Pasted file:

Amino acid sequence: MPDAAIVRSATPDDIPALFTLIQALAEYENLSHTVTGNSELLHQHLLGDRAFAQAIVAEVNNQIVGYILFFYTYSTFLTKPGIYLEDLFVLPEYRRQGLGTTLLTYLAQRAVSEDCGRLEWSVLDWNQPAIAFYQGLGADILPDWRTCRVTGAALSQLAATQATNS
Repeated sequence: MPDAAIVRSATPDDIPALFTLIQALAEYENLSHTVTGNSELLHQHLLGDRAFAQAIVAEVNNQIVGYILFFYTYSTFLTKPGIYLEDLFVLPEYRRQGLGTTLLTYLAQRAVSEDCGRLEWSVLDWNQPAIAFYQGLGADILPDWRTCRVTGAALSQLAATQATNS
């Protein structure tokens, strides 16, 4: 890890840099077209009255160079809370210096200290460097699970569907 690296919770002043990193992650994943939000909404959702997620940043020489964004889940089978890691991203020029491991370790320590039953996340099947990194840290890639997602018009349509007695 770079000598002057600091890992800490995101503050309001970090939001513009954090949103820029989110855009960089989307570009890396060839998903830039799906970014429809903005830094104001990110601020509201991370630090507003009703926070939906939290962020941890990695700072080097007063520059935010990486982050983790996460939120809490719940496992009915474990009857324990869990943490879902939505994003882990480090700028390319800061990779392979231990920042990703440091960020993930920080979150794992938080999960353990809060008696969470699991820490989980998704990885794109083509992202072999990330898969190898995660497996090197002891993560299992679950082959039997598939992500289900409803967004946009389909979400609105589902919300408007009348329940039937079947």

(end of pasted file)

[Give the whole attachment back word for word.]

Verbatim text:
Amino acid sequence: MPDAAIVRSATPDDIPALFTLIQALAEYENLSHTVTGNSELLHQHLLGDRAFAQAIVAEVNNQIVGYILFFYTYSTFLTKPGIYLEDLFVLPEYRRQGLGTTLLTYLAQRAVSEDCGRLEWSVLDWNQPAIAFYQGLGADILPDWRTCRVTGAALSQLAATQATNS
Repeated sequence: MPDAAIVRSATPDDIPALFTLIQALAEYENLSHTVTGNSELLHQHLLGDRAFAQAIVAEVNNQIVGYILFFYTYSTFLTKPGIYLEDLFVLPEYRRQGLGTTLLTYLAQRAVSEDCGRLEWSVLDWNQPAIAFYQGLGADILPDWRTCRVTGAALSQLAATQATNS
């Protein structure tokens, strides 16, 4: 890890840099077209009255160079809370210096200290460097699970569907 690296919770002043990193992650994943939000909404959702997620940043020489964004889940089978890691991203020029491991370790320590039953996340099947990194840290890639997602018009349509007695 770079000598002057600091890992800490995101503050309001970090939001513009954090949103820029989110855009960089989307570009890396060839998903830039799906970014429809903005830094104001990110601020509201991370630090507003009703926070939906939290962020941890990695700072080097007063520059935010990486982050983790996460939120809490719940496992009915474990009857324990869990943490879902939505994003882990480090700028390319800061990779392979231990920042990703440091960020993930920080979150794992938080999960353990809060008696969470699991820490989980998704990885794109083509992202072999990330898969190898995660497996090197002891993560299992679950082959039997598939992500289900409803967004946009389909979400609105589902919300408007009348329940039937079947």